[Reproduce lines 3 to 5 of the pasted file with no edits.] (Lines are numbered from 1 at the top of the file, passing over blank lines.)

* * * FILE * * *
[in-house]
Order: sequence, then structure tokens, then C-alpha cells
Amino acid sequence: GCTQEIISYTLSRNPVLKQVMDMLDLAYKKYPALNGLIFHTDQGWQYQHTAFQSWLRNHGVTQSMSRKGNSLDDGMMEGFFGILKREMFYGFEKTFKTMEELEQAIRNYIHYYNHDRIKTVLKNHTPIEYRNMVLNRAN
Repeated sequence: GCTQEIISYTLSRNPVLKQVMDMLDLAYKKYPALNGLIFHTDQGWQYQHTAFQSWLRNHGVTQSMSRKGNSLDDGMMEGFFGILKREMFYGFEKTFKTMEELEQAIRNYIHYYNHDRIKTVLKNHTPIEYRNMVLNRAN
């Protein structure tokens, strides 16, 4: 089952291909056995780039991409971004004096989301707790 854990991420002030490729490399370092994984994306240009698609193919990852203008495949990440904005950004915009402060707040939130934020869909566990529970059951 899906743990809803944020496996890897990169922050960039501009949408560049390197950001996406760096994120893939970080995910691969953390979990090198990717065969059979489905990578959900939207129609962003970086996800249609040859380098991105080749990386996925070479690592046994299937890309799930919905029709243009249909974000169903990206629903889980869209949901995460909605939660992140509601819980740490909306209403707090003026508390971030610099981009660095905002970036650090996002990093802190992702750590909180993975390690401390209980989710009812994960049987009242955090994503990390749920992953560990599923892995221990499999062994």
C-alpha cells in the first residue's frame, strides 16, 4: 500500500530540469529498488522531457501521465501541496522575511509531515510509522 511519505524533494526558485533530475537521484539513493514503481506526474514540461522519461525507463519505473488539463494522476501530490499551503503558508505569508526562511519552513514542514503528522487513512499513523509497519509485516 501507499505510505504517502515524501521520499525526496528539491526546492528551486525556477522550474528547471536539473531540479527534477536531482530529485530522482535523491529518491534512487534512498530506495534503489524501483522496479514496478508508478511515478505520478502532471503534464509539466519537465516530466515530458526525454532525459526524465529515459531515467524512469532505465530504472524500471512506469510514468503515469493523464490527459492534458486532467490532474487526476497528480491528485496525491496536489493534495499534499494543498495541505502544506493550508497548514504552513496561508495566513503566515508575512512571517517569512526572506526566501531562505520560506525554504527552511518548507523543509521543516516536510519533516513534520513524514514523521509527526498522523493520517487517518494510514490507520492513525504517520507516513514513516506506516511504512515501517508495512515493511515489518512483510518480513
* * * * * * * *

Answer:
Amino acid sequence: GCTQEIISYTLSRNPVLKQVMDMLDLAYKKYPALNGLIFHTDQGWQYQHTAFQSWLRNHGVTQSMSRKGNSLDDGMMEGFFGILKREMFYGFEKTFKTMEELEQAIRNYIHYYNHDRIKTVLKNHTPIEYRNMVLNRAN
Repeated sequence: GCTQEIISYTLSRNPVLKQVMDMLDLAYKKYPALNGLIFHTDQGWQYQHTAFQSWLRNHGVTQSMSRKGNSLDDGMMEGFFGILKREMFYGFEKTFKTMEELEQAIRNYIHYYNHDRIKTVLKNHTPIEYRNMVLNRAN
């Protein structure tokens, strides 16, 4: 089952291909056995780039991409971004004096989301707790 854990991420002030490729490399370092994984994306240009698609193919990852203008495949990440904005950004915009402060707040939130934020869909566990529970059951 899906743990809803944020496996890897990169922050960039501009949408560049390197950001996406760096994120893939970080995910691969953390979990090198990717065969059979489905990578959900939207129609962003970086996800249609040859380098991105080749990386996925070479690592046994299937890309799930919905029709243009249909974000169903990206629903889980869209949901995460909605939660992140509601819980740490909306209403707090003026508390971030610099981009660095905002970036650090996002990093802190992702750590909180993975390690401390209980989710009812994960049987009242955090994503990390749920992953560990599923892995221990499999062994």